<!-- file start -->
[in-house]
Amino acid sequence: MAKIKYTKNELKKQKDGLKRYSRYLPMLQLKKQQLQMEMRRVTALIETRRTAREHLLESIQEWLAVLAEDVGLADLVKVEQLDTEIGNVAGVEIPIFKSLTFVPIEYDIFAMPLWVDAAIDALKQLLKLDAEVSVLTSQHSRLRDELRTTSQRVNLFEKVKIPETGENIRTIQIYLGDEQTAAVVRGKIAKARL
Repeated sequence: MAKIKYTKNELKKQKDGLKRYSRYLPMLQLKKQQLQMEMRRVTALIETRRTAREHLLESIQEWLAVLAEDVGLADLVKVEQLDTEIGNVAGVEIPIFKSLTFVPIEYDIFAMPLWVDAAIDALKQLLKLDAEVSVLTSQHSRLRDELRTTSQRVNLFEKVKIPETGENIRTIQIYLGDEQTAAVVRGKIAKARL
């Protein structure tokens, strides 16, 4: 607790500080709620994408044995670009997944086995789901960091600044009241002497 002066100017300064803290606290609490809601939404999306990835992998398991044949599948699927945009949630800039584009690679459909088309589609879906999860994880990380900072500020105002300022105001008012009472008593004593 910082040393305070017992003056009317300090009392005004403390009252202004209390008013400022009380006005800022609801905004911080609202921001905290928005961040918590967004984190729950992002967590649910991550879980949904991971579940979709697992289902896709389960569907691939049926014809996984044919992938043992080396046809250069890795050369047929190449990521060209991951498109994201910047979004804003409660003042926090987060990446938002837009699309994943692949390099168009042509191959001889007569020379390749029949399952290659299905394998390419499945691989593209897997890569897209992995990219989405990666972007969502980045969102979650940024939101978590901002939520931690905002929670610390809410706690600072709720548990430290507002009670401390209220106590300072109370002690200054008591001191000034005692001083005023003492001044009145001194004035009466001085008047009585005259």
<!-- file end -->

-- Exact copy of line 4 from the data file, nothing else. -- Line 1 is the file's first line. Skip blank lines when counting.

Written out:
């Protein structure tokens, strides 16, 4: 607790500080709620994408044995670009997944086995789901960091600044009241002497 002066100017300064803290606290609490809601939404999306990835992998398991044949599948699927945009949630800039584009690679459909088309589609879906999860994880990380900072500020105002300022105001008012009472008593004593 910082040393305070017992003056009317300090009392005004403390009252202004209390008013400022009380006005800022609801905004911080609202921001905290928005961040918590967004984190729950992002967590649910991550879980949904991971579940979709697992289902896709389960569907691939049926014809996984044919992938043992080396046809250069890795050369047929190449990521060209991951498109994201910047979004804003409660003042926090987060990446938002837009699309994943692949390099168009042509191959001889007569020379390749029949399952290659299905394998390419499945691989593209897997890569897209992995990219989405990666972007969502980045969102979650940024939101978590901002939520931690905002929670610390809410706690600072709720548990430290507002009670401390209220106590300072109370002690200054008591001191000034005692001083005023003492001044009145001194004035009466001085008047009585005259």